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Technology innovation thrives most when human ingenuity is uninhibited to deliver intrinsic value for unmet needs.

Becoming a technology consultant almost two decades ago was a huge wake up call for me. I’d just left a position as a customer asking others to design new technology solutions or improve existing ones. Not too long after that, I found myself on the opposite side of this equation, where people relied on me for answers.

Terms like “agility” and “innovation” took on a different meaning. As Steve Jobs eloquently once said, “You can’t connect the dots looking forward; you can only connect them looking backwards.” I see many parallels between my experience back then and the ambitions of today’s junior technology consultants and teams. These same lessons that helped me succeed in the past still apply.

Here are five tools that can help foster innovation with technology solutions:

1. Don’t kill a mosquito with a shotgun. In design, simple is beautiful.

Remember, we’re here to solve business problems–not complicate them. Business challenges are already complex and involved enough. Attack design challenges aggressively, but tackle them with an eye on any impact to the user experience and/or overall user community. Take into account all facets of the user lifecycle to gauge risks and rewards.

Technology can be a tricky business because many layers of our product or solution may be out of our control. This is critical if we want to manage the perception, which often dictates reality. The best teams don’t lose sight of how they need to balance risks and rewards when it comes to designing a consistently superior user experience.

2. Paint the big picture for everyone. It matters when executing your strategy.

Having a clear picture is critical for everyone. All members of your extended teams–and even sometimes your customers (or end users)–should understand what the technology solution will achieve. When your teams understand the big picture, they’ll be more motivated to seize and execute the details of your strategy.

Your customers must be able to discern quickly what your end product does and what’s in it for them. They need to connect with it at some emotional level. When users have a choice, they usually adopt the solution that they like or hate for that product. It’s a basic notion, but a surprising number of teams miss this.

3. Transparency promotes collaboration and collective insight.

Create an environment where your teams (and I mean, all teams) feel safe to share openly and collaborate freely. Encourage a holistic view of the entire user experience, and look at all parts of your technology solution objectively. This is something we often promote in design thinking.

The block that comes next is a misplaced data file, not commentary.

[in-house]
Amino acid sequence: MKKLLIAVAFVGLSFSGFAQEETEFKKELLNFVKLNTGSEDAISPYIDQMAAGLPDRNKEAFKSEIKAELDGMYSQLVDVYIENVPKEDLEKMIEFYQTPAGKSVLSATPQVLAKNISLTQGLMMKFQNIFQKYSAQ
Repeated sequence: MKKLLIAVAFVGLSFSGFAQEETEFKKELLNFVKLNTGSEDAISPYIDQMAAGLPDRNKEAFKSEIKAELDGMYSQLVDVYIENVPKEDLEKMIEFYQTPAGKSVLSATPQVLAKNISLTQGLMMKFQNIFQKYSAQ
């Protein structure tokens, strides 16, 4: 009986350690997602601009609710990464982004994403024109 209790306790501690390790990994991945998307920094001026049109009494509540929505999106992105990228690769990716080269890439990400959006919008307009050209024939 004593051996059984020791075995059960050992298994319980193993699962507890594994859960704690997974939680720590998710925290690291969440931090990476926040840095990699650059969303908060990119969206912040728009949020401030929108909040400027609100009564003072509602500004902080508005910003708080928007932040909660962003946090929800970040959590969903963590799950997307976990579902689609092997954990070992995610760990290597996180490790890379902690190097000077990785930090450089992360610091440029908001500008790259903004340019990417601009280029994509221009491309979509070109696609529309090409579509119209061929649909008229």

This begins with speaking openly about the challenges or problems you’re facing. The trick is to extend this collaboration beyond the core teams–from development to support through communication and operations.

And it all starts with leadership. Leading is not limited to one’s role, responsibility, and title. Shared ownership encourages every team member to contribute to–and be critical in–the collective outcome born out of collective insight.

4. Use a safety net to encourage innovation.

There’s a tremendous opportunity to innovate whenever a new solution is rapidly expanding–both in functionality and in reach. But, innovation and cultural change can be challenging within traditional business models that are now forced to support increasingly mobile workforces and not suited for fast-paced, ever-evolving requirements with digital footprints.

Don’t be discouraged if you find yourself in this situation. People tend to be creative and productive when they feel secure enough to take risks. Build safety nets that will allow them to experiment. However, do so without disruption to growth and profitability.

5. Encourage diversity of opinion to allow the best idea to always win.

Innovation is toughest when there’s a lot of ego involved. Don’t bring your ego to the design table. Seek ways to put distance between individuals and their work.

Discourage what I refer to as “single-click consulting” so that questions can ignite the critical-thinking process, which is a prerequisite to asking the right questions with data to support arguments, not arguments to support data.

When we promote passionately that the best idea always wins, we’re much more likely to solicit constructive feedback and spark ideas that would have been otherwise suppressed or never discovered.

This article originally appeared on turnali.com.

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